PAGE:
The 60163 Tornado revived the glory days of steam and excited train fans in Tayside and Fife on Thursday July 22.
The steam engine, originally designed by Arthur H Peppercorn, was seen in the film Paddington 2 and raced against a car and a motorbike in Top Gear.
The locomotive left from Edinburgh Waverley station to journey along the east coast mainline and crowds clustered at stations along the route.
The trailing clouds of steam have always proved irresistible to rail enthusiasts who clamber over each other to get snaps as these locos thunder past.
We have decided to go back in time by looking at some of the classic engines from the age of steam which have visited Tayside and Fife over the years.
The Flying Scotsman
In May 1964, the Flying Scotsman went on a rail tour from Edinburgh to Aberdeen.
The train left Edinburgh Waverley and went through Fife to Stanley and the 26-mile route to Forfar and on to Bridge of Dun which were still in use.
The journey home from Aberdeen went back down the east coast line where our first picture shows the locomotive going past Arbroath Railway Station.
People turned out in droves when the engine arrived in Dundee.
A large crowd brought traffic to a standstill and invaded the tracks at Tay Bridge Station to witness the most famous locomotive in the world.
The Peppercorn Class A2 steam locomotive 60530 Sayajirao is pictured at Dundee West Station yard in May 1965.
Peppercorn A2s were named after the designer of the class, Arthur Peppercorn.
All but the first of the class were named after racehorses and Sayajirao entered service in 1948 after being built in Doncaster.
She went on to pull trains in Dundee in the 1960s.
She was eventually withdrawn in November 1966.
Our picture from March 1975 shows the Carmyllie Pilot back on the rails in Dundee before being taken to the Strathspey Railway.
Carmyllie Pilot, loco number 46464, started life in Crewe back in 1950 and was the last of a batch of five to be built before production moved to Darlington.
She was finally withdrawn in August 1966 after only 16 years in service following British Rail’s decision to replace steam with diesel.
The steam locomotive had been sitting in a shed opposite Briggs’ refinery in East Dock Street since March 1967 before being loaned to the Strathspey Railway where she hauled the first scheduled passenger train on July 22 1978.
Green Arrow was built in June 1936 for the London and North Eastern Railway (LNER) at Doncaster Works to a design of Nigel Gresley.
The first-built and sole surviving member of its class, it was designed for hauling express freight and passenger trains.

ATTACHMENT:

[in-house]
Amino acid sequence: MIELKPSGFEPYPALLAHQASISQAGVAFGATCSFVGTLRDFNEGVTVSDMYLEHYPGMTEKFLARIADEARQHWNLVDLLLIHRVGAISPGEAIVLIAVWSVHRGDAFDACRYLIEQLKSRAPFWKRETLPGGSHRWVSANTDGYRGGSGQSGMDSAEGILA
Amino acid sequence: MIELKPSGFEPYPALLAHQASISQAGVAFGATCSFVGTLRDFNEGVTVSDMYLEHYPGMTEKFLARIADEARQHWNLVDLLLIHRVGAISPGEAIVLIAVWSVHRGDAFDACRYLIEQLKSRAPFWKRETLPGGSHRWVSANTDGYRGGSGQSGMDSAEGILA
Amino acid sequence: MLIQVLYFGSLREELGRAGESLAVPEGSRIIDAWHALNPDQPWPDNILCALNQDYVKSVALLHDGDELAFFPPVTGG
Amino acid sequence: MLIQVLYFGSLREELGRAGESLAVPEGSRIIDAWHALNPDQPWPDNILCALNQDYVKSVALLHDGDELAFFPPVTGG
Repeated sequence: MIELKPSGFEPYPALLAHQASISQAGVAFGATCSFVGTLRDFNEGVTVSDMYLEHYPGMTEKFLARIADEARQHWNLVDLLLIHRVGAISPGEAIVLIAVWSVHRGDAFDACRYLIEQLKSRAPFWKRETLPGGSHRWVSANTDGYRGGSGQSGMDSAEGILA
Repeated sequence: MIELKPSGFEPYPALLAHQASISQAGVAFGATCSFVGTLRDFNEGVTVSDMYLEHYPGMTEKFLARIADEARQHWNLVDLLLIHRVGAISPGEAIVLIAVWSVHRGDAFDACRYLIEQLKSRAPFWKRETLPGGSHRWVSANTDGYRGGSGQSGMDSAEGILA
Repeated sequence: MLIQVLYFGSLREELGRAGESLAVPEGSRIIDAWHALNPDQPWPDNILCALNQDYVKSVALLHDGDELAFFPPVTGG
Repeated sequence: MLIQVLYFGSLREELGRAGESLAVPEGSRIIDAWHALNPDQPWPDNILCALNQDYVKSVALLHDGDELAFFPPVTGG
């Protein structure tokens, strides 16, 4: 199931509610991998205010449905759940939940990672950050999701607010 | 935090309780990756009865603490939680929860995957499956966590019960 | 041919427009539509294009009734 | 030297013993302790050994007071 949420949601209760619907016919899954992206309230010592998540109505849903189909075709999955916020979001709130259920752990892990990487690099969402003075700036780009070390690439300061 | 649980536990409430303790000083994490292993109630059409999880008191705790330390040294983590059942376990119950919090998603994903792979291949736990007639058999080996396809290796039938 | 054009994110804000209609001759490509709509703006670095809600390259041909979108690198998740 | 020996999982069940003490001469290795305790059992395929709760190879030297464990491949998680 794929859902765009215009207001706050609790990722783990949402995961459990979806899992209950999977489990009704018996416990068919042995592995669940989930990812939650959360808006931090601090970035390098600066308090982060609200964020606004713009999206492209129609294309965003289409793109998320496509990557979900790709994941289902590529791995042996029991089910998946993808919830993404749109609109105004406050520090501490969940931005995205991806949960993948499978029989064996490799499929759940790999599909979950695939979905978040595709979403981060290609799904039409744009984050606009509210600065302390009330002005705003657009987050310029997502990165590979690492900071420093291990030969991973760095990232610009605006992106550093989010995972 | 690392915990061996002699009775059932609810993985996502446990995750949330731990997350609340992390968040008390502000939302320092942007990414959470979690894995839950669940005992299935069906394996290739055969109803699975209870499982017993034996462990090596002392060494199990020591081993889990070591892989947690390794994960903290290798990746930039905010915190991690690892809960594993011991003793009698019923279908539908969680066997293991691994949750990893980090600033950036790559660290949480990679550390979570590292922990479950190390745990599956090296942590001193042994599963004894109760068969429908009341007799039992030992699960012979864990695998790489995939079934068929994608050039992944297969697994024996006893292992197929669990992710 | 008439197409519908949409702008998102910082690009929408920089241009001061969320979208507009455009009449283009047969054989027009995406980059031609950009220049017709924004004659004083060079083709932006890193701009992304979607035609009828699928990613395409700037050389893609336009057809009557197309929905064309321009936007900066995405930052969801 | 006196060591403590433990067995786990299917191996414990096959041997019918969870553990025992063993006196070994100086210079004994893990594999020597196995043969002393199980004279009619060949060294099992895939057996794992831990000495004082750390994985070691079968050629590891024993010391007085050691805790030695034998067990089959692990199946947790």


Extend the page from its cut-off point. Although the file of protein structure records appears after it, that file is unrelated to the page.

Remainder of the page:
She was withdrawn from service in 1962 and selected for preservation.
Our picture shows the Green Arrow when she visited Dundee as part of the centenary celebrations of the Tay Bridge in June 1987.
She was pulling the Fair Maid train.
Union of South Africa
The Union of South Africa was built at Doncaster Works in 1937.
The ‘A4’ was a common sight on the east coast mainline between London and Scotland.
60009 is one of six surviving A4s and our first picture shows 50 rail enthusiasts on the platform at Tay Bridge Station when the locomotive arrived in May 1973.
Our second picture shows how popular the old girl was when she returned to Dundee in 1975 with enthusiasts out in force on the platform.
Our third picture shows John Cameron of Balluthie Farm, Fife, who was the driver of the steam engine and Tommy Farrell of Broxburn who was the fireman.
Her distinguishing features include deep green livery and a Springbok Plaque, which was gifted to the engine by a South African newspaper proprietor in 1954.
She was finally retired from service in 2000.
The Blue Peter steam locomotive is pictured leaving Dundee in August 1994 where she was pulling the Aberdonian train.
She was one of 14 of the class designed by Arthur Peppercorn and entered service in 1948 just weeks after the newly nationalised British Railways began life.
During steaming trials in 1951 between the single and double chimney A2s, 60532 achieved 100mph between Stonehaven and Montrose.
Towards the end of its career the locomotive was allocated to Dundee and became the last Peppercorn Pacific to be overhauled at Darlington Works.
She was saved from scrap in the late 1960s and renamed Blue Peter by the BBC show’s presenters in 1970 following her preservation.
The Lancashire Fusilier is pictured pulling the Great Britain VI train across the Tay Rail Bridge in April 2013 before pulling into Dundee Station.
Built in 1937, the locomotive is one of just a handful of its type left after being withdrawn in 1968.
The loco was travelling north on a tour.
She has returned to Tayside and Fife many times over the years.